Butterball’s senior director of safety and risk management Brian Rodgers talks about the learning curve of adjusting worker safety to the different equipment you encounter with pork processing versus turkey processing and how that was advantageous in the long run.
Andy Hanacek: Talk about the learning curve you had to undertake, because it’s pork processing.
Brian Rodgers: That’s a good question. That was a type of meat that we’ve never dealt with before. The differences come in the type of equipment that is used to process that meat. It has caused us to look at different types of process and different types of equipment than we had ever looked at before. You’re going to have some equipment that is very similar, but there are some pieces of equipment that are completely foreign or were completely foreign to us on the poultry side that we just never had that experience with. That was a change for us. It actually has been quite beneficial for us, because it allowed us as safety professionals to look at things a little bit differently. Frankly, we’ve applied some of our learnings on the poultry side and have applied them to the pork side, and vice versa. One of the things, Andy, that has been most beneficial is that Butterball today, and it has for many, many years, we really try to look at the risk and engineer that risk away. Rather than throw more bodies at the problem, we really try hard to engineer that hazard or risk away through automation, through different types of equipment that can be used. As we move forward, you are going to see Butterball and other similar types of companies really moving aggressively forward in that front.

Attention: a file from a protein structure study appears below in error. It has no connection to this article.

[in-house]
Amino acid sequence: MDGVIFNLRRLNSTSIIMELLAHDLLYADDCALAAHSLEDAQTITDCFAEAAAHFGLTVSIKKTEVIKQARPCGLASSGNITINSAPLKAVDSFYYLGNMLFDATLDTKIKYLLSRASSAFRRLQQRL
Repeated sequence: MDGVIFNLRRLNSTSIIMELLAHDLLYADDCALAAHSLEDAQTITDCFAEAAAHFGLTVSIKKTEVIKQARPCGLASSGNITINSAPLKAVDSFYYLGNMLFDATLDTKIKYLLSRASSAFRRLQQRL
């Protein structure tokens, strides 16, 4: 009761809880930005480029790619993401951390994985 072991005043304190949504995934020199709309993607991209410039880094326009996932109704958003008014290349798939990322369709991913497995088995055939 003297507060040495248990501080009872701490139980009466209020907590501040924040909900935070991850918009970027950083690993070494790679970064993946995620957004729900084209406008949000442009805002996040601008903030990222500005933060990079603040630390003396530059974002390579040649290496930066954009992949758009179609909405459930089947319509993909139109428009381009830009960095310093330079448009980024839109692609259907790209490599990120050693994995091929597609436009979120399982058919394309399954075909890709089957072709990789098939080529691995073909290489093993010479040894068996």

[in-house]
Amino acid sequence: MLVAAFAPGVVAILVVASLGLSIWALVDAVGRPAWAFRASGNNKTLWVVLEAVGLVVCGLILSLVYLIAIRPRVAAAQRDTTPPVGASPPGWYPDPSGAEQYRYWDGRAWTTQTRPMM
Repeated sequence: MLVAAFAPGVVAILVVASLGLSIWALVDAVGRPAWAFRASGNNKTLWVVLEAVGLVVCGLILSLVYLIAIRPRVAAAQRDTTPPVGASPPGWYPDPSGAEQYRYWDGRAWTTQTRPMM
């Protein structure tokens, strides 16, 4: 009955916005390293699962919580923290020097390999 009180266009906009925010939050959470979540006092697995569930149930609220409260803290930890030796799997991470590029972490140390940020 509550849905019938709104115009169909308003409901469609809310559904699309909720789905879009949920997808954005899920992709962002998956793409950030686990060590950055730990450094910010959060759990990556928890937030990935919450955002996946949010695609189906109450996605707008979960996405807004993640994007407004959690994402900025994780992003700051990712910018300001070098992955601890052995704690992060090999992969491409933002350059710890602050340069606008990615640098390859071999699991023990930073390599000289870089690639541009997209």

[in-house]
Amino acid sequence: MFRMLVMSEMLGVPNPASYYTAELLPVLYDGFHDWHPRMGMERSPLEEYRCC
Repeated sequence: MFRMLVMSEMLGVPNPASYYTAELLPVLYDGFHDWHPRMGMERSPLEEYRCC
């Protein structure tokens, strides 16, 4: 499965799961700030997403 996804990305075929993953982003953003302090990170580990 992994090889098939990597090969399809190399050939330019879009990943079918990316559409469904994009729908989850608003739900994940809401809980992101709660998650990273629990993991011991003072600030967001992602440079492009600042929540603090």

Hanacek: And that’s regardless of poultry or pork?
Rodgers: If the automation is there, it almost always beneficial to the associate’s safety. As an example, at our Mount Olive, N.C. facility, last year we put in a gas-stun piece of equipment. We talked about DPMO, defects per million of operations… that one change allowed us to eliminate around 14 to 15 million opportunities for employee injury per year. Now that was a big change. It’s not just swapping out a piece of equipment. It was a large process change, which was very capital intensive, but that methodology of moving toward a more automated model really allowed us to gain efficiencies in productivity. From the safety side, we eliminated over 14 million opportunities for injury every year, so that’s where we are headed. In the next five years, that’s where you are going to see companies like Butterball move much more aggressively toward.
Next: Part 3 on Butterball’s milestone achievements
Previously: Part 1 on the challenge of merging company cultures when it comes to worker safety
Be sure to check out our other Q&A interviews with Butterball executives.